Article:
Niçoise Tuna Cakes
I love crab cakes. If they’re on the menu, I order them. I devised this departure from crab cakes not out of boredom, but in the attempt to create yet another thing to sate my adoration. Crispy on the outside, doughy on the inside; light, briny, and hearty. They’re perfect.
In this version, I start with fresh tuna steak, cooked medium, and flaked to the texture of crab meat. Then, I pepper the meat with the flavors of a Niçoise salad: capers, lemon, olive oil, anchovies, garlic, olives, and thyme. Bind with crumbs made from the stale butts of leftover baguettes and mayonnaise, and you have a cake that is altogether unconventional. I serve it with easy tapenade crème fraîche and lemon aïoli that are lessons in how to renovate store-bought ingredients into something that tastes homemade.
Most of the time in this column, I am inspired by the classic dishes and preparations of France. But this week, I’m not spinning a coq au vin or a cassoulet, but rather attempting to eat as the French eat: by season.
I admit that it is not my forté, and I wonder if others have the same difficulty. I believe that the omnipresence of certain vegetables and fruits and meats in our supermarkets have led us to crave, and settle for, basil in wintertime or Brussels sprouts in summer. Food prices are generally affordable enough that we do not always notice an out-of-season premium, and local farmer’s markets of local, seasonal produce can often be heartbreakingly more expensive than the supermarket.
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Posted by Kerry |
Categories: 15 Minutes, Easy, Eat, French in a Flash, Main Courses, Recipes, Series, Sides, Starches, Vegetarian, Vegetarian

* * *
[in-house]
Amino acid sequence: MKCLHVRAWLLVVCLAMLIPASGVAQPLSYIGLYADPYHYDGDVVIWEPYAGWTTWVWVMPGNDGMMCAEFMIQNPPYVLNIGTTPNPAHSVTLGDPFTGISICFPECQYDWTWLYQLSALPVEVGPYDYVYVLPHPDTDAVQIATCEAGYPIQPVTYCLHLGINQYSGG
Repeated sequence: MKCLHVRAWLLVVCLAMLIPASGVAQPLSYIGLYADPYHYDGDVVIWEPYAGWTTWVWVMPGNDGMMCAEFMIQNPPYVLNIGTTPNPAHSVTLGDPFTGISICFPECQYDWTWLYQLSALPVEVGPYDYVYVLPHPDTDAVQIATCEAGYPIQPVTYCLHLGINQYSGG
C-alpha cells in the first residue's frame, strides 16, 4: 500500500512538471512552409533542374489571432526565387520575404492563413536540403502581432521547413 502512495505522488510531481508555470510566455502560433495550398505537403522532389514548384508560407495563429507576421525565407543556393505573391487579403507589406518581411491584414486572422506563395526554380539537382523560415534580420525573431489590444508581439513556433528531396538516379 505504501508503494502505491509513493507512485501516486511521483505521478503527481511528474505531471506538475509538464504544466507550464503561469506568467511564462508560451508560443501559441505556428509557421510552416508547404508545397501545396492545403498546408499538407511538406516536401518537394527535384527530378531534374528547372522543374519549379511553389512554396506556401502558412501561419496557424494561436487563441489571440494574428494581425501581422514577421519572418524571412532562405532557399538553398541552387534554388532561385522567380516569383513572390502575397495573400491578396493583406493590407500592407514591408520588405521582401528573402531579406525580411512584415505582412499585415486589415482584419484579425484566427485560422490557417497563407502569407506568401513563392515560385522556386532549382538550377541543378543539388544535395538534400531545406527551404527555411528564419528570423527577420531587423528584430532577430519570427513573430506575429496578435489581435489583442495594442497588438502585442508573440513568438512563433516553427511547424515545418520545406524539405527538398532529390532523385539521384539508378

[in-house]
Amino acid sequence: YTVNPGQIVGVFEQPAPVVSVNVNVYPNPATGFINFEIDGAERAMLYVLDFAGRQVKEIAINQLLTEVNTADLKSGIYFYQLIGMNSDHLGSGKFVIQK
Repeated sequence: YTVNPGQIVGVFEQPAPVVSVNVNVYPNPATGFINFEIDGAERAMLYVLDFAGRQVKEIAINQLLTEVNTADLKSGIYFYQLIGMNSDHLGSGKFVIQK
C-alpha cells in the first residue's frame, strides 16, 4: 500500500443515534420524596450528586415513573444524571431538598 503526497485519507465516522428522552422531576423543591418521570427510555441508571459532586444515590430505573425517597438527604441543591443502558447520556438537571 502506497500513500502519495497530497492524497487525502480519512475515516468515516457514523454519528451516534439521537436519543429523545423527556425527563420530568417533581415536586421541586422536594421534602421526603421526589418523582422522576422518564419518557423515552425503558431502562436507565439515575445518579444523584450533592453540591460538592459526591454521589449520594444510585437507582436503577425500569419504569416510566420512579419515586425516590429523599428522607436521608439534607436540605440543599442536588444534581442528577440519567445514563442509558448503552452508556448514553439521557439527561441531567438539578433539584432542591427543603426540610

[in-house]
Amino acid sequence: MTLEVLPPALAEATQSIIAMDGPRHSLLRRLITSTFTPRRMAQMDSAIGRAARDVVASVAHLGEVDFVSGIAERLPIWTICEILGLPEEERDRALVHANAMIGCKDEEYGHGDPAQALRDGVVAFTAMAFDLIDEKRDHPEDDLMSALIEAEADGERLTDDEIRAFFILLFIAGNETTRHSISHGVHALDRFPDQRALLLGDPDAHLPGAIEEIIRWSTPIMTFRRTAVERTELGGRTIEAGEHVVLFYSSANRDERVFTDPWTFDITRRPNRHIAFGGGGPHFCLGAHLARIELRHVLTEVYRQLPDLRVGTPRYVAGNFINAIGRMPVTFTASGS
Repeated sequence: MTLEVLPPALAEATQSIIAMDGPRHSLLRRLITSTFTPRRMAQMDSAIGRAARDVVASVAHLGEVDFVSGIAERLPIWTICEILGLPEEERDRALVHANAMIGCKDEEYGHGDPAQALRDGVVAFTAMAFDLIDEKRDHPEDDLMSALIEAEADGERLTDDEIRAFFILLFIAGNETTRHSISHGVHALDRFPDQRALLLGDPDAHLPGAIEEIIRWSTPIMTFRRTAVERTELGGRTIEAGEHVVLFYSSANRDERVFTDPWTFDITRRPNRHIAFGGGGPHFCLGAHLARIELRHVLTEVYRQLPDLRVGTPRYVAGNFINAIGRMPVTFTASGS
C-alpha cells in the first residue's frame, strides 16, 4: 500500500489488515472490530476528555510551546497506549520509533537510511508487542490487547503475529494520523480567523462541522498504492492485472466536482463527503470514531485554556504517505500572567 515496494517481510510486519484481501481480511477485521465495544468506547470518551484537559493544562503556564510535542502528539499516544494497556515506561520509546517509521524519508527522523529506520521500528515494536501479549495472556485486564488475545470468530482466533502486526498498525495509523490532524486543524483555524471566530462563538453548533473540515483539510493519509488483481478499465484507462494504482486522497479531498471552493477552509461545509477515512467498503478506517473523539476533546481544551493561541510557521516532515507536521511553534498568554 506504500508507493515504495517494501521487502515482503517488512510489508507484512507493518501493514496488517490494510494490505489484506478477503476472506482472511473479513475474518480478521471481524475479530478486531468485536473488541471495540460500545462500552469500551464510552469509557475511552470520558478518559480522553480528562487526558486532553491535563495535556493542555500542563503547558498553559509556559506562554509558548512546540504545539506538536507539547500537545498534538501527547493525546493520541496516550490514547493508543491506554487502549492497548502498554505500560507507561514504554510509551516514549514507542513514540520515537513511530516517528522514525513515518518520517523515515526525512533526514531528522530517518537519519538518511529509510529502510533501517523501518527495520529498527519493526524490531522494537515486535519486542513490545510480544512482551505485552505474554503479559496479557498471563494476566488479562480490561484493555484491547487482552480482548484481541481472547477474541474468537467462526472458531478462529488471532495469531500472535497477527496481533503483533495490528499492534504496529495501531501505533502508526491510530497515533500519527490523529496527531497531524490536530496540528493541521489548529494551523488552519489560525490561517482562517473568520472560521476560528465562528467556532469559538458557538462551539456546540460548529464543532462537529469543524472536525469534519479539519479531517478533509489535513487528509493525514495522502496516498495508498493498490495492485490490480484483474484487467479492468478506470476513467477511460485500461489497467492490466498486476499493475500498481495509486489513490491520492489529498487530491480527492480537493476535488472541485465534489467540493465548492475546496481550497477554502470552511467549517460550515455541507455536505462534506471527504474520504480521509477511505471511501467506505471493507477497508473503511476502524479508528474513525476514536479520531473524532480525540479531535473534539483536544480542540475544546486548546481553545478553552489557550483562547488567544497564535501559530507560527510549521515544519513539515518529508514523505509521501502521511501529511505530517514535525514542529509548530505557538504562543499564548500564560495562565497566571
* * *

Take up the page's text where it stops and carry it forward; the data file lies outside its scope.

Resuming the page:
Key Lime Scallop Ceviche
Key limes occupy a treasured corner of my heart. In fact, when I return to Florida, where I spent seven years of my life with a key lime tree out in my citrus-stocked yard, I can feel my pulse quicken just at the thought of key lime—my heart turns into a little round yellow lime, pumping that pucker-tart milky-jade juice through my veins.
Key limes are around all the time in South Florida; but up North, I find that sacks of these baby round limes show up in gourmet stores, and sit there, and eventually someone disposes of them. I don’t know if the general population understands how special the key lime is—how different it is from our standard limes. They’re rounder, and smaller, and paler than the limes we are used to. More chartreuse than emerald. But for their diminutive size, they pack a punch. They are tarter, more acidic, and altogether more flavorful and vital than regular limes.
Salmon and sorrel go as hand-in-hand in French cuisine, as much as Napoleon and his white horse, or Marie Antoinette and La Guillotine do in French history. A somewhat obscure herb to many, sorrel is leafy, grassy, fresh, and slightly astringent. It is that insistent acerbic tang that makes it such match for salmon—countering the butteriness of the fish, holding its pungency at bay.